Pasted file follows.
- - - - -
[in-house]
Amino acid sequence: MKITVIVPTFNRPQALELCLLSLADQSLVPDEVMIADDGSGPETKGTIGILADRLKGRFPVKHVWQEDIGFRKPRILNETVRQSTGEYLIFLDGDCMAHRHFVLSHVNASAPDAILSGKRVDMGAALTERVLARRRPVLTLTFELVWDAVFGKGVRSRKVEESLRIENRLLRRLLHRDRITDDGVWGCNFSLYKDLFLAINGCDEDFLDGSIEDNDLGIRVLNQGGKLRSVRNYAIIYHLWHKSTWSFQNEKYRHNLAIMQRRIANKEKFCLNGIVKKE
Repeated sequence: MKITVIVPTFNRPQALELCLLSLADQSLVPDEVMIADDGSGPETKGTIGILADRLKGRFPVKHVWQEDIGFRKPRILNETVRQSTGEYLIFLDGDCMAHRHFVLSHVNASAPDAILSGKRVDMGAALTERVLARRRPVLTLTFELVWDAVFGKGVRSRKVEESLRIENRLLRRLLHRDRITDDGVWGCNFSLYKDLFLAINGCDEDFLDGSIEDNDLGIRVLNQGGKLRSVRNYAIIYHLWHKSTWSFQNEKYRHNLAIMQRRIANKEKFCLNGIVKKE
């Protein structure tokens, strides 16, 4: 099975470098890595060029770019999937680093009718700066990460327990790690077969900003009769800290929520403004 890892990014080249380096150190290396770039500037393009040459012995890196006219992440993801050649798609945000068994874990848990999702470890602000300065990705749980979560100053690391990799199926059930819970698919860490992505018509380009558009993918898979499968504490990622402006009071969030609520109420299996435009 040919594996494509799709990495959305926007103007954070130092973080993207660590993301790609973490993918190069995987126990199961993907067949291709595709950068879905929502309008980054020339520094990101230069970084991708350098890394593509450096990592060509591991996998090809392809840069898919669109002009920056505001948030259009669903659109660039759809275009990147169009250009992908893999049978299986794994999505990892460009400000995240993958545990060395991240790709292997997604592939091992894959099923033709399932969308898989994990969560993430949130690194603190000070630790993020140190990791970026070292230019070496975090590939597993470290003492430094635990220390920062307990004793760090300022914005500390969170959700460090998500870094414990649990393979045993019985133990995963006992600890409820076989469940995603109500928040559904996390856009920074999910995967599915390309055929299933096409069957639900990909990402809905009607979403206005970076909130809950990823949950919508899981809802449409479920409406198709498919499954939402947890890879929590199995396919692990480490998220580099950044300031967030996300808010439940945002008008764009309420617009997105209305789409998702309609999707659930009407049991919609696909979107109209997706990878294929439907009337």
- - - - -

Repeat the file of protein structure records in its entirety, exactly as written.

[in-house]
Amino acid sequence: MKITVIVPTFNRPQALELCLLSLADQSLVPDEVMIADDGSGPETKGTIGILADRLKGRFPVKHVWQEDIGFRKPRILNETVRQSTGEYLIFLDGDCMAHRHFVLSHVNASAPDAILSGKRVDMGAALTERVLARRRPVLTLTFELVWDAVFGKGVRSRKVEESLRIENRLLRRLLHRDRITDDGVWGCNFSLYKDLFLAINGCDEDFLDGSIEDNDLGIRVLNQGGKLRSVRNYAIIYHLWHKSTWSFQNEKYRHNLAIMQRRIANKEKFCLNGIVKKE
Repeated sequence: MKITVIVPTFNRPQALELCLLSLADQSLVPDEVMIADDGSGPETKGTIGILADRLKGRFPVKHVWQEDIGFRKPRILNETVRQSTGEYLIFLDGDCMAHRHFVLSHVNASAPDAILSGKRVDMGAALTERVLARRRPVLTLTFELVWDAVFGKGVRSRKVEESLRIENRLLRRLLHRDRITDDGVWGCNFSLYKDLFLAINGCDEDFLDGSIEDNDLGIRVLNQGGKLRSVRNYAIIYHLWHKSTWSFQNEKYRHNLAIMQRRIANKEKFCLNGIVKKE
């Protein structure tokens, strides 16, 4: 099975470098890595060029770019999937680093009718700066990460327990790690077969900003009769800290929520403004 890892990014080249380096150190290396770039500037393009040459012995890196006219992440993801050649798609945000068994874990848990999702470890602000300065990705749980979560100053690391990799199926059930819970698919860490992505018509380009558009993918898979499968504490990622402006009071969030609520109420299996435009 040919594996494509799709990495959305926007103007954070130092973080993207660590993301790609973490993918190069995987126990199961993907067949291709595709950068879905929502309008980054020339520094990101230069970084991708350098890394593509450096990592060509591991996998090809392809840069898919669109002009920056505001948030259009669903659109660039759809275009990147169009250009992908893999049978299986794994999505990892460009400000995240993958545990060395991240790709292997997604592939091992894959099923033709399932969308898989994990969560993430949130690194603190000070630790993020140190990791970026070292230019070496975090590939597993470290003492430094635990220390920062307990004793760090300022914005500390969170959700460090998500870094414990649990393979045993019985133990995963006992600890409820076989469940995603109500928040559904996390856009920074999910995967599915390309055929299933096409069957639900990909990402809905009607979403206005970076909130809950990823949950919508899981809802449409479920409406198709498919499954939402947890890879929590199995396919692990480490998220580099950044300031967030996300808010439940945002008008764009309420617009997105209305789409998702309609999707659930009407049991919609696909979107109209997706990878294929439907009337």